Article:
Northern New York Newspapers
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NNY Living
Sun., Oct. 4
Serving the communities of Jefferson, St. Lawrence and Lewis counties, New York
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Agri-Mark has profitable year, adds members


Agri-Mark, the dairy cooperative that owns Cabot and McCadam cheese, has doubled in a year the number of Amish farms it represents.

Last year, the cooperative had roughly 60 Amish farmers who sent their product to community milk houses that contain bulk tanks. The cost of electricity, which is in Agri-Mark’s name, is deducted from their milk checks.

North country Amish members now number roughly 125, Agri-Mark spokesman Douglas J. DiMento said.

The total number of Amish members is 142, including some in Maine who moved from the north country, he said.

“We’re building more milk rooms,” Mr. DiMento said. “It’s putting cash in their pockets.”

North country Amish farmers started to join Agri-Mark in 2009 after the Heritage Cheese Plant in Heuvelton closed. At the time, Heritage was the only facility that accepted Amish milk.

The community milk rooms have worked well because they are located near clusters of Amish, which allows milk from several farms to be cooled to less than 40 degrees within two hours so it can be shipped.

Agri-Mark represents about 650 farms in New York. Its membership also has increased in St. Lawrence County, where it has more than 230 farmers. Last year, it represented about 200 farmers in St. Lawrence County. Agri-Mark’s membership in Jefferson County remained about the same at a little more than 50.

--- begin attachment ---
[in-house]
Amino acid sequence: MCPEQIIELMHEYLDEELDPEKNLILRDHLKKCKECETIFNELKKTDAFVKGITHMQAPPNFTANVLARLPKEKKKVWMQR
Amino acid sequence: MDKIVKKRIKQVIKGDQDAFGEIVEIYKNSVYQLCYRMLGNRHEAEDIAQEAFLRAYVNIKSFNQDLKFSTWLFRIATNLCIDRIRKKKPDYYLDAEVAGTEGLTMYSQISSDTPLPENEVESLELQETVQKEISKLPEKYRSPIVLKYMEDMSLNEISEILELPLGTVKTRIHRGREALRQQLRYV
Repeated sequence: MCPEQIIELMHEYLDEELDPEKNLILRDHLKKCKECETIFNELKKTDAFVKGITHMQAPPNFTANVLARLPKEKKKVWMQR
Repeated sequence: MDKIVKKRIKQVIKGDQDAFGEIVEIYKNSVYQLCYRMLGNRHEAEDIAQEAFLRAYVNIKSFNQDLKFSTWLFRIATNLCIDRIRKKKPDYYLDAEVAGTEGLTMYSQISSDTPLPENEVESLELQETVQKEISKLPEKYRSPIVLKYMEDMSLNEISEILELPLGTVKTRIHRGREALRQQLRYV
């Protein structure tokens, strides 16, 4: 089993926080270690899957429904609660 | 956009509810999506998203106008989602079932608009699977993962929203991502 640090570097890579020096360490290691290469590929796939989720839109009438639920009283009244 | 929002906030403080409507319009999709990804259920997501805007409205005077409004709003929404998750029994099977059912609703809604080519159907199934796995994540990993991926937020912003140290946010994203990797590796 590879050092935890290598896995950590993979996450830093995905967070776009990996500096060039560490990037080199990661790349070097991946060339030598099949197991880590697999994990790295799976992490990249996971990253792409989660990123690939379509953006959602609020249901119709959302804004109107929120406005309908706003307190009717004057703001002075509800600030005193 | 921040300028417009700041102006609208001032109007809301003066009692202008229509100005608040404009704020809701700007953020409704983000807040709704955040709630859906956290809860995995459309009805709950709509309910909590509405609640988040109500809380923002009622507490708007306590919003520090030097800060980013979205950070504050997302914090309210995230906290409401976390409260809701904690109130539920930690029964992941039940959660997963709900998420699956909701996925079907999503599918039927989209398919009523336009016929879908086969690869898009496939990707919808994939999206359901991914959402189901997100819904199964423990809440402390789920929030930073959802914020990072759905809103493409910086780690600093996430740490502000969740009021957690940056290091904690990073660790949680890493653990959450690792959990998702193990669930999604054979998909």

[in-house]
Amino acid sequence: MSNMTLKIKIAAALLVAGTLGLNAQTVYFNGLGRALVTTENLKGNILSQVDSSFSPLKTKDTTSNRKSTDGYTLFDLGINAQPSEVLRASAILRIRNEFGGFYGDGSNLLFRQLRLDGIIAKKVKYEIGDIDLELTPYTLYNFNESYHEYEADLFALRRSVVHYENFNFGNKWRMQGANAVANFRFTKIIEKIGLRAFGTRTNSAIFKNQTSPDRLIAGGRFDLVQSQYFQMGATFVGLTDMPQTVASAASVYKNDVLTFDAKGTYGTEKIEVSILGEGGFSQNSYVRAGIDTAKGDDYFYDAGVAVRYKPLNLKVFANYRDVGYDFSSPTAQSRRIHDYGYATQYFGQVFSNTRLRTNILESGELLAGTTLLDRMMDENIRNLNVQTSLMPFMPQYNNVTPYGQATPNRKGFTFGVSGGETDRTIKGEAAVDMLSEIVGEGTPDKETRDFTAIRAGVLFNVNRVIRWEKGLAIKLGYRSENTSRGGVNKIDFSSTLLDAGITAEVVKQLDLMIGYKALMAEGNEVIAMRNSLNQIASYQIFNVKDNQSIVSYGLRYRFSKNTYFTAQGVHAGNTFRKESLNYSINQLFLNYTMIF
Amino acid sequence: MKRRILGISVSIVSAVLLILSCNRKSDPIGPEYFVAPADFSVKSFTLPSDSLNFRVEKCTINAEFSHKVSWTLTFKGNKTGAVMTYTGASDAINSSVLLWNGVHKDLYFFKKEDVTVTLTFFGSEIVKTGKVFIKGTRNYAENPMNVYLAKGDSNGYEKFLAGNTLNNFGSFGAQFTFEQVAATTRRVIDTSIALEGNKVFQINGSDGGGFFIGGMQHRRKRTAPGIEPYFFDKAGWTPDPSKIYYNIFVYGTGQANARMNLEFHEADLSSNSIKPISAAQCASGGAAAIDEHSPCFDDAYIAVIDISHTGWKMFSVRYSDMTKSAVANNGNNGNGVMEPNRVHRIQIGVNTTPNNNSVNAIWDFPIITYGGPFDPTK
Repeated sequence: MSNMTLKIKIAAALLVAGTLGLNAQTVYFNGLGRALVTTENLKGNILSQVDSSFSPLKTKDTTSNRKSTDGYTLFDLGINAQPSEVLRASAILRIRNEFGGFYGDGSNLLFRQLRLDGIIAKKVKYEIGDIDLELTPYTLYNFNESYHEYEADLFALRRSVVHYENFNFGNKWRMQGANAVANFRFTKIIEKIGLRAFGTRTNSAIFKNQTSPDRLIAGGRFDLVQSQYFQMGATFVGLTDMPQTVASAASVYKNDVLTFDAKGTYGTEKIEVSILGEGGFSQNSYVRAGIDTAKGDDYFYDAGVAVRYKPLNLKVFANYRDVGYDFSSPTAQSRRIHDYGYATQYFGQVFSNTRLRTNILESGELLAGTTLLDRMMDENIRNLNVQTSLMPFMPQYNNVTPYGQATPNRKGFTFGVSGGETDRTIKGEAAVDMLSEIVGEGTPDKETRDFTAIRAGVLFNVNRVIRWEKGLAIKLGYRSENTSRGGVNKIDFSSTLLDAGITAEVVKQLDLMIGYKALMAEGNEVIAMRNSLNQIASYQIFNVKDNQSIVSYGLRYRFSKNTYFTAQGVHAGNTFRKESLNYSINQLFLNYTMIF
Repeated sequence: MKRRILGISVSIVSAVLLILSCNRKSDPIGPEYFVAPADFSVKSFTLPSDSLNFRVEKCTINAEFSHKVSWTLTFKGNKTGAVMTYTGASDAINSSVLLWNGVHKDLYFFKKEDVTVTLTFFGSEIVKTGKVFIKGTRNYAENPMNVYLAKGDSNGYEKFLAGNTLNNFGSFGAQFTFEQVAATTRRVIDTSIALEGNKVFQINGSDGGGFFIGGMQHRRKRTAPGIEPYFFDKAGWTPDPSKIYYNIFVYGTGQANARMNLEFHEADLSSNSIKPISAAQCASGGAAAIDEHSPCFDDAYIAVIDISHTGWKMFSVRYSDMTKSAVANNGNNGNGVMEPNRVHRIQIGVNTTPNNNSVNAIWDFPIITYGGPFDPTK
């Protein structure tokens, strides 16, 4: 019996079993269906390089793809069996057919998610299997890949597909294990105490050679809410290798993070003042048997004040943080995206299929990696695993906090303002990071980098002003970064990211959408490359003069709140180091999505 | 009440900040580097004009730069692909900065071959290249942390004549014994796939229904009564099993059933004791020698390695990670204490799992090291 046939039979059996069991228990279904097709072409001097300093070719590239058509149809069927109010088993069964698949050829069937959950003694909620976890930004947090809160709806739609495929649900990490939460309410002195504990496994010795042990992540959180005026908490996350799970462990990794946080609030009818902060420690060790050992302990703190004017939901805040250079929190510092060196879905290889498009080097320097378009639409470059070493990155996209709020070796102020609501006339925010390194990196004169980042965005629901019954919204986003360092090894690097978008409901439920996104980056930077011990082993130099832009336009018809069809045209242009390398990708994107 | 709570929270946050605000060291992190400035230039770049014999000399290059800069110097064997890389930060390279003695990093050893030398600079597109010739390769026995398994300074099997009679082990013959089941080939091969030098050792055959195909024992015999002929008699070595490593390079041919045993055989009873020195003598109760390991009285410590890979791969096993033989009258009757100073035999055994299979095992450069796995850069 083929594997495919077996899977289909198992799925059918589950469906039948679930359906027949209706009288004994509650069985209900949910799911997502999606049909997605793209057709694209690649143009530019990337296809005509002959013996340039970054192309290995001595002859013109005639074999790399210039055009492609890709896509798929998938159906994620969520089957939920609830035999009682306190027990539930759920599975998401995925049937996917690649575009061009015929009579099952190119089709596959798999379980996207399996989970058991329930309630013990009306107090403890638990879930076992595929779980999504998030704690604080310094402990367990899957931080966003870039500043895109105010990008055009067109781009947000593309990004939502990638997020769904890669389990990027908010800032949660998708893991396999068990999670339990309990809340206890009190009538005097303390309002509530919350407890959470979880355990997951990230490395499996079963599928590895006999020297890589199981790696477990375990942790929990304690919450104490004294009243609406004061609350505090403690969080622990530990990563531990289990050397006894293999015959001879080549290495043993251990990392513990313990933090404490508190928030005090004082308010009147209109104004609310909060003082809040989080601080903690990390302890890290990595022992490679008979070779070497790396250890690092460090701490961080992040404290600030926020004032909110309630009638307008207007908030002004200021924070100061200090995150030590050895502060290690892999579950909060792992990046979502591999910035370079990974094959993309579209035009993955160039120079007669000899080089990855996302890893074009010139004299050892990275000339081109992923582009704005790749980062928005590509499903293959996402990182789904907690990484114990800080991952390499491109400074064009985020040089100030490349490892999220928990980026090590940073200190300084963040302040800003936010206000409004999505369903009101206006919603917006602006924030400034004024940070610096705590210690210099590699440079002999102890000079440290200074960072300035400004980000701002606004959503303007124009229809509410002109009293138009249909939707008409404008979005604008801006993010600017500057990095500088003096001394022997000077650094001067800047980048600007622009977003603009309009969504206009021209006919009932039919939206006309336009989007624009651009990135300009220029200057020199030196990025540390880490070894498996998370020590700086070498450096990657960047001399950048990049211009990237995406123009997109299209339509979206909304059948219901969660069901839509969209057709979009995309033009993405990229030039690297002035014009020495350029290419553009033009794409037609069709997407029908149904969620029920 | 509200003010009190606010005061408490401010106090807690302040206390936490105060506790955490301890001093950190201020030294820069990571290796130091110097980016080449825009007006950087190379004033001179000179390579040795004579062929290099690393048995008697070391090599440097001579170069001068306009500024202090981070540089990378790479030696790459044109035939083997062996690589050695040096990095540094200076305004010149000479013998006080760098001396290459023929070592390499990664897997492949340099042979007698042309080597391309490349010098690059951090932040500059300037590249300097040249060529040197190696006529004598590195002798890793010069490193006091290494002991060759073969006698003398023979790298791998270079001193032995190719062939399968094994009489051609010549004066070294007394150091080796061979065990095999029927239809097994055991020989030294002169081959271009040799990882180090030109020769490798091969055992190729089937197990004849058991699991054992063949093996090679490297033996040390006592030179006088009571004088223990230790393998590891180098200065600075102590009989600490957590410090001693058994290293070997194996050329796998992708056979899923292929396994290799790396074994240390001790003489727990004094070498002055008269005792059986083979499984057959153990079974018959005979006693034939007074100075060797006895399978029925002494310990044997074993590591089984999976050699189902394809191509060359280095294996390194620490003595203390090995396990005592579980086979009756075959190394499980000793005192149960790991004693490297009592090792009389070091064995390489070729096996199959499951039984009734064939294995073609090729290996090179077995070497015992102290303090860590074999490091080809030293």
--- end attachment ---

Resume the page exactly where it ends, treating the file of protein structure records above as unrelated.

The cooperative announced a profit for 2012 after taxes of $10.2 million, the sixth year in a row of earning more than $10 million for its 1,250 Northeast member farmers.

The profit was smaller than last year, when the cooperative made $15 million for 2011 — its second best operating results — but that was partly because Agri-Mark’s board decided to pay out more cash for premiums so that farmers could see more money on a monthly basis, Mr. DiMento said.

The profit allocation to farmers was 35 cents per hundredweight, which is roughly 3 cents per gallon for all of the milk each farm marketed through the cooperative in 2012. The allocation represented earnings of about $7,500 for the average member.

Members receive part of their profit share in cash and part in equity. Checks for the cash portion were mailed in early March.

The profits were in addition to $21 million in payments in monthly milk checks for high quality and other premiums, as well as $6.3 million in hauling subsidies.

The combined total of benefits was $37.5 million.

“It was still a good year given the tough economic conditions we faced,” Mr. DiMento said.

Fluid milk prices averaged $18.63 per hundredweight in 2012. Farmers who ship milk for cheese production typically receive about one dollar less per hundredweight.

Milk prices for 2013 are expected to average around $20 per hundredweight.

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